The NPP BLOG
In this blog we will provide commentary on the latest research topics and insights from the NPP Project. Check back often to see and comment on new posts!
Can You Mend a Broken Heart with A Sad Love Song?
It might come as a surprise to you that as a scientist, I frequently engage in a whole slew of activities that does zilch to the advancement of sciences. One thing I am particularly fond of doing is to wallow in my make-believe misery with Sinead O’Connor’s "Nothing Compares 2 U" playing at Level 11. Of course, this does not mean that I am twerking gaily to Jagger-Bowie’s "Dancing in the Street" when I truly feel miserable. When the heart aches, I console myself with Def Leppard’s "Bringing on the Heartache." And I’m pretty sure you do it too. You might play "Love Bites" rather than "Bringing on the Heartache" to nurse your bleeding heart but that doesn’t alter the fundamental fact that you and I both resort to sad music to deal with our melancholy. Surely, great minds think alike but thinking alike rarely breeds great wisdoms. The self-pitying "Nothing Compares 2 U" and its ilk might just not be the way out of the heartbreak hotel.
The Secret to Building Rapport: What Extroverts Do That Introverts Don’t
Making friends is not always easy, but it seems to be more difficult for introverts than extroverts. Previous research has identified that the more extroverted you are, the happier you are and the more likely you are to be able to establish social rapport with others. But exactly what do extroverts have (or do) that introverts don’t to ease their social interactions? Recent research suggests that subconscious non-verbal behaviors may be the secret to the extroverts’ heightened ability to build rapport.
Only humble wishes: How humility fosters self-control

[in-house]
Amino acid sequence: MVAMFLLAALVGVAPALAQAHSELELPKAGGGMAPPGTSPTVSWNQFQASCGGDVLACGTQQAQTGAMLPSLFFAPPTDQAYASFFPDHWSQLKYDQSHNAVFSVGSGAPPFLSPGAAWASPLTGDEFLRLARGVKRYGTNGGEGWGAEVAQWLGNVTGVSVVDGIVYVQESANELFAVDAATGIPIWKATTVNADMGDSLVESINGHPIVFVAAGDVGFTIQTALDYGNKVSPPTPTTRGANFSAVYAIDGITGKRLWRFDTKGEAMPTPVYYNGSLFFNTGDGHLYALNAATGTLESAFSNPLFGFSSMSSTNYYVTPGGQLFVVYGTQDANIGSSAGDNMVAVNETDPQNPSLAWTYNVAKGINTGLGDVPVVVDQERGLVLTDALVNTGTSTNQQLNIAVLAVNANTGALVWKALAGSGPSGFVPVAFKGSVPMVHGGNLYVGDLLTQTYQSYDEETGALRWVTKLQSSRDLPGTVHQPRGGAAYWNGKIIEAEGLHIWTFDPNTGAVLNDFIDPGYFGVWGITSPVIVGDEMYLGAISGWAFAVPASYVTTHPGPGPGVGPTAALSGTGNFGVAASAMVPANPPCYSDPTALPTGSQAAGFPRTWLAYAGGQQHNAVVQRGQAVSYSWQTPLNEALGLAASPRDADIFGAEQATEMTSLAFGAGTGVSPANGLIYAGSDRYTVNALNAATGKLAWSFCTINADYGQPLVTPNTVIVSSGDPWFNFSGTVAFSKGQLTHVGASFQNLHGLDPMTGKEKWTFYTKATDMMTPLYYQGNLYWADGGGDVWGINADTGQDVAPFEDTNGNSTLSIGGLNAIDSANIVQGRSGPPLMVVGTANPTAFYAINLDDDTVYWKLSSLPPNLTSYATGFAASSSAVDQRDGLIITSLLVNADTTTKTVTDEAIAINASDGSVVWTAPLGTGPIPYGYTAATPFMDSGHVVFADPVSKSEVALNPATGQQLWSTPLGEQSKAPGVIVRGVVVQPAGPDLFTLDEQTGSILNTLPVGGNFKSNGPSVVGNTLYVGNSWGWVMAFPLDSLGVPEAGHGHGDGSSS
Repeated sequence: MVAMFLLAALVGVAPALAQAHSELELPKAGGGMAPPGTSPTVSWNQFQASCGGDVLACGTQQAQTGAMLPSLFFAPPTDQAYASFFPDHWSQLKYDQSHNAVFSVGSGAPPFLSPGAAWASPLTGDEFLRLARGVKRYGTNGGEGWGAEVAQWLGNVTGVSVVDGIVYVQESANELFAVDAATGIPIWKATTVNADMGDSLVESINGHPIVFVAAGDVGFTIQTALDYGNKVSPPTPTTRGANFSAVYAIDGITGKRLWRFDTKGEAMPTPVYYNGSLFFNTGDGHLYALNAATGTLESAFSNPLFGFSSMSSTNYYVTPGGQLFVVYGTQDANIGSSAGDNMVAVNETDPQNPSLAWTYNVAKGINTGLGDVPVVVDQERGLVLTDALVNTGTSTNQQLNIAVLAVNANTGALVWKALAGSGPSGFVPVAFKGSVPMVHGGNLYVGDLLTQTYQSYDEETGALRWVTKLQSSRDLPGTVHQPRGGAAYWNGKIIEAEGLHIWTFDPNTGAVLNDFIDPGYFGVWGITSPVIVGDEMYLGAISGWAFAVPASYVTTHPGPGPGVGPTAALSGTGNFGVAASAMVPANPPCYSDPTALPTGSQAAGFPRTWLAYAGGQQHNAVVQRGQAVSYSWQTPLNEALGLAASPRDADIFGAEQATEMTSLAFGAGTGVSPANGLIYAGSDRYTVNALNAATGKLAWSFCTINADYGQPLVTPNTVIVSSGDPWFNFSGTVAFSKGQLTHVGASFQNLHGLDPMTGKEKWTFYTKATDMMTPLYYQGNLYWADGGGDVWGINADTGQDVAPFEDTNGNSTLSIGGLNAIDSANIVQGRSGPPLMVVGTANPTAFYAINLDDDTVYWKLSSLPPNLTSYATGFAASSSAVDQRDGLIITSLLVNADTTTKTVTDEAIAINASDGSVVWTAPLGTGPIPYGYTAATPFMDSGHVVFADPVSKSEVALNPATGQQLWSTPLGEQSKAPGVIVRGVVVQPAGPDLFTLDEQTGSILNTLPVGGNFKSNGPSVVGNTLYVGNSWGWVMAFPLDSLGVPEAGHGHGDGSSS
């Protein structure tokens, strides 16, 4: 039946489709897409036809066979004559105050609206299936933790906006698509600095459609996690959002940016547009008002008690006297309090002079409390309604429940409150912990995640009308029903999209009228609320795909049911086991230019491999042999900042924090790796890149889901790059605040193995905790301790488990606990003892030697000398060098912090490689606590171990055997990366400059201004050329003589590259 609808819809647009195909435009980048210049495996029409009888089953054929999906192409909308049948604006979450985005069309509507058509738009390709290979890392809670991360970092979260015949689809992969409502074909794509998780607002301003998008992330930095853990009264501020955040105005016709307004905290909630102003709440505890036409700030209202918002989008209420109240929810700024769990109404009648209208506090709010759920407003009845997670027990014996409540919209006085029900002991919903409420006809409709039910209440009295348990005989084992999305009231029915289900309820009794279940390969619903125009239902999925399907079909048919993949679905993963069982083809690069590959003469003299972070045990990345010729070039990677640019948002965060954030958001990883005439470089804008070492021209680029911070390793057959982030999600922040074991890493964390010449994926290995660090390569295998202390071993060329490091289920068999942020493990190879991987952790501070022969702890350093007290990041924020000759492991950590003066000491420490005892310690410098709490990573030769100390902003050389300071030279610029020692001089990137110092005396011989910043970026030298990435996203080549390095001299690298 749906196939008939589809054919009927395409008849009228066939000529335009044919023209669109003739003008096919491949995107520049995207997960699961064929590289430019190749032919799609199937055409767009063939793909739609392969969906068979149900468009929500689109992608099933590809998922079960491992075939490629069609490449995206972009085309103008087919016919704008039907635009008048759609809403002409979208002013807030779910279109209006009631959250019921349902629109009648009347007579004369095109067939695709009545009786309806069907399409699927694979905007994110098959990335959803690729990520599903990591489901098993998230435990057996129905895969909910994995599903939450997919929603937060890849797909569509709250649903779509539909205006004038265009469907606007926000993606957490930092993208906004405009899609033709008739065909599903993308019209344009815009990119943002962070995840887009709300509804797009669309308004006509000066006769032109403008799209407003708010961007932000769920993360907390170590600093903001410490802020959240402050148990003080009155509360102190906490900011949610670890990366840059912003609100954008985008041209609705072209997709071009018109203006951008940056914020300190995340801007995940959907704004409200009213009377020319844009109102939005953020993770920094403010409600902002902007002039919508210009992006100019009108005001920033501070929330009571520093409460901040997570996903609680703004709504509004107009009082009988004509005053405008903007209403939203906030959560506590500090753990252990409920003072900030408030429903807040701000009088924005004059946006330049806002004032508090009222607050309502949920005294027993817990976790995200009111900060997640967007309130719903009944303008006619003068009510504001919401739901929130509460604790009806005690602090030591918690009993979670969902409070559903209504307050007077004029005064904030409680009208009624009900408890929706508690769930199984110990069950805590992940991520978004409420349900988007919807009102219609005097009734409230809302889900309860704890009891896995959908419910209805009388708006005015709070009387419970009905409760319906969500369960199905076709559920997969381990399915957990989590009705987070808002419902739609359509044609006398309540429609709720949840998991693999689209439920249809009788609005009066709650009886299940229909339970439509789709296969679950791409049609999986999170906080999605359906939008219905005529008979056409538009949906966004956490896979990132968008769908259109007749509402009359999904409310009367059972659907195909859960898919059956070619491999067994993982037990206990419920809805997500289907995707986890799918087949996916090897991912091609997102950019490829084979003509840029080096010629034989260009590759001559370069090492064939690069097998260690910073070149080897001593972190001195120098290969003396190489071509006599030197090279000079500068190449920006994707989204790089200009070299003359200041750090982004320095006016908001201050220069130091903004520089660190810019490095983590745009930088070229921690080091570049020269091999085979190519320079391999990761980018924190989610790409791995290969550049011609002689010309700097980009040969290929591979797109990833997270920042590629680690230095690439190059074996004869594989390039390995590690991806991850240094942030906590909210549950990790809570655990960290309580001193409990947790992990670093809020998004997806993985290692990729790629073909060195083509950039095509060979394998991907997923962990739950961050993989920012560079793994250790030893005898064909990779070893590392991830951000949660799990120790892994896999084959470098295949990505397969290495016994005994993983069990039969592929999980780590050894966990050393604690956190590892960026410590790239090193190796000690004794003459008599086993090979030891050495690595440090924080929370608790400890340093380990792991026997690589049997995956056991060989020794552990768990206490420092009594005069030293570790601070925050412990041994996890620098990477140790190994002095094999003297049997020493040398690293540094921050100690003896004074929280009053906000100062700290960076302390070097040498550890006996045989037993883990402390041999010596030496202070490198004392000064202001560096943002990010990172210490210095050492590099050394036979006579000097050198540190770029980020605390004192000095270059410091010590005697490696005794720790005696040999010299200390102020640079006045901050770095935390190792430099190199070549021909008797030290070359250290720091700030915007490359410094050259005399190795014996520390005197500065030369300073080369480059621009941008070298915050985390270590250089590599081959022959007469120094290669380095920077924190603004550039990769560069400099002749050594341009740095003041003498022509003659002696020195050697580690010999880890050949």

We all love celebrities who still do their own laundry and go grocery shopping despite their multi-million dollar assets. We also admire the stars of sports who give all the credit for their successes to their teams. Humility seems especially endearing in times like these where unshakable confidence seems to be the key to get ahead. Humility undoubtedly makes people nicer and more pleasant to be around, but maybe being humble also benefits people in entirely unexpected ways. Read here what humility has to do with eating chocolate!
Be aware! You might lose your mind when trying to lose weight
I completely forgot that it was my turn to bring you the latest discoveries from the frontiers of behavioral science until someone kindly sent me a reminder. In fact, I have been experiencing these memory lapses rather frequently as of recent. And naturally, I, as any well-trained psychologists would do in similar circumstances, began to suspect that I might be suffering from early-onset Alzheimer’s (I know, it is so darn unfair!). I plopped down in front of my computer and started brooding over the meaninglessness of life and the frailty of human nature while aimlessly Googling random stuff. Suddenly, I stumbled upon a new paper from Duke University which completely knocked me out of my self-imposed stupor. It turns out that my forgetfulness probably has more to do with the new hot body of yours truly rather than my brain’s failure to clean up those harmful chemicals I introduced in a previous post.
You are the greatest gift: The science of giving
One of the most beautiful things in life is the glow we see in someone’s eyes when we give them a gift they are truly happy about. However, we must admit that these gifts are hard to find, and ever too often do we select something that seems just okay to not show up empty-handed. Can science help us to become better gift-givers? Here is what recent research has to say about what makes a good gift that can help us connect with the person we’re giving to.